When I saw the video of Fr. Stephen Schumacher from the Archdiocese of St. Louis standing in front of the city’s statue of St. Louis, while surrounded by an angry mob, I knew it was a pivotal moment for priests in this country. This young priest attempted to engage with an angry mob set on destroying a statue of a saint they know nothing about, which was evidenced by the ignorance being shouted at him as he attempted to offer a history lesson about the king and saint.
As radical secularism continues her march towards the Church, propelled forward by the diabolical forces that ultimately fuel such rabid hatred, priests will be asked to defend the truth in ways that have been unknown in this country during our lifetime. Fr. Schumacher showed the angry mob and the world what it is to stand with and in Christ as a Catholic priest, even in dangerous situations. He put his life in danger in order to spread the Good News.
The priesthood has suffered tremendously under the weight of the sex abuse scandals for the last 18 years. It has suffered even longer under those who sought to make the priesthood in their own image and the image of the world, abandoning Christ and the flock entrusted to them. Regardless of these stains, Christ loves His priests and so should we.
Much will be expected of priests in the coming years, whether they can see it yet or not. There are plenty who do, such as Fr. Schumacher who—guided by the Holy Spirit—was able to withstand a very dangerous situation in patience and charity. It will not be the last time he finds himself or his brother priests in such a situation. In the future, he and his brother priests may be asked to sacrifice their freedom or blood. More mobs will come. Priests’ radical witness to the Gospel will be greatly needed in order to shine light into the darkest places within the hearts of so many lost souls.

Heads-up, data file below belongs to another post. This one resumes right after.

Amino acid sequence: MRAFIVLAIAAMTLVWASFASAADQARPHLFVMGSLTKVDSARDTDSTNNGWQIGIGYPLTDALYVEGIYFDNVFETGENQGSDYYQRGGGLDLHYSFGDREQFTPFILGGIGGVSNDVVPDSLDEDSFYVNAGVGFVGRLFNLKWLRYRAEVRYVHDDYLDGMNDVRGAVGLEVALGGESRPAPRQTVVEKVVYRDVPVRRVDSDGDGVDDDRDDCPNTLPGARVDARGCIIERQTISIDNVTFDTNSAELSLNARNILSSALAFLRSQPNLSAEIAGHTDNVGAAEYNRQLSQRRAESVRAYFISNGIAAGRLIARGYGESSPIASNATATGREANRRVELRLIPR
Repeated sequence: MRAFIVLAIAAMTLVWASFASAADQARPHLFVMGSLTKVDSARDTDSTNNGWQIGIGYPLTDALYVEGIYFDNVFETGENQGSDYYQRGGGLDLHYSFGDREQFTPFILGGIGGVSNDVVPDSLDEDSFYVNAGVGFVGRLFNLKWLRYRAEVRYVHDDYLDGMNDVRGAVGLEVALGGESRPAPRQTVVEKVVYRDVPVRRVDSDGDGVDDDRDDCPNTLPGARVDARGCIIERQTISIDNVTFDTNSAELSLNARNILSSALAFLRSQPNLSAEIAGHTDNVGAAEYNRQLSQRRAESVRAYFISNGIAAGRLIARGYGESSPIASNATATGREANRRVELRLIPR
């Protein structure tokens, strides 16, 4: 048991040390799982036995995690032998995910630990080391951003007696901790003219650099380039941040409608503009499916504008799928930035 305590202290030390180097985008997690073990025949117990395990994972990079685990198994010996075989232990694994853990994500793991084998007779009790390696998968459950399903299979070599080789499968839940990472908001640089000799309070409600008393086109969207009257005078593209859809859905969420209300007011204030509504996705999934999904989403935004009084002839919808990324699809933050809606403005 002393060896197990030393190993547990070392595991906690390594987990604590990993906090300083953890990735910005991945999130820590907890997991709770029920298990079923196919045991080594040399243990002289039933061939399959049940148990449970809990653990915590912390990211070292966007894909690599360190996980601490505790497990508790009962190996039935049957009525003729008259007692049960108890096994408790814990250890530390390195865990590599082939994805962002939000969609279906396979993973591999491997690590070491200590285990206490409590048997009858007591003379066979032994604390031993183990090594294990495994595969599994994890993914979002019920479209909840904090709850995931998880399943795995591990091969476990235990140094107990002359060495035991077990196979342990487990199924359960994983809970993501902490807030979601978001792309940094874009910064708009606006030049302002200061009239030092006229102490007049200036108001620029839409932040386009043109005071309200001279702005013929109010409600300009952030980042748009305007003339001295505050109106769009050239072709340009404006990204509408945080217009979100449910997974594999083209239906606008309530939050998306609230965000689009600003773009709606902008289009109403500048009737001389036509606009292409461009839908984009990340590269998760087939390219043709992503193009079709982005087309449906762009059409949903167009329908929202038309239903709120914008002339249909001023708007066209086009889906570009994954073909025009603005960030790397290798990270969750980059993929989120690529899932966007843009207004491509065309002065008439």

A spiritual response to what is transpiring is primary. We as the laity must come to see priests as they are called by Christ. Many saints and holy men and women down through the ages have been given insight into the nature of the priesthood. Lay and religious women have been called to love priests with the radical love of Christ through the Immaculate Heart of Mary. They have been able to see the priesthood with a supernatural vision often clearer than priests themselves. It is their deep love for priests, and Christ in His priests, that has helped heal the wounds, confusion, and corruption that have darkened the priesthood since its institution at the Last Supper.
One of these holy women Catherine Doherty, founder of Madonna House, and spiritual mother to priests. In her book, Dear Father, Doherty writes of her profound, moving, and insightful love for priests—a love so immense that the priests around her struggled to understand it. Many priests could not understand her insights into the priesthood since they did not conform to their own experiences, but she continued to love and serve her them with an open heart, which eventually led them to grow in their priestly identity. Eventually they came to see that her depth of understanding about the priesthood was God-given.
Too often the laity wants to criticize the priesthood’s many faults. Critiques are necessary in order to get to the heart of what is infecting the priesthood at present, but we often forget that the burdens placed on priest’s shoulders are much heavier than our own. Most of us with a vocation to marriage and family life will stand before Our Lord being asked if we cared for our children and the souls he sent our way. Priests will be held accountable for thousands, and sometimes millions, of souls.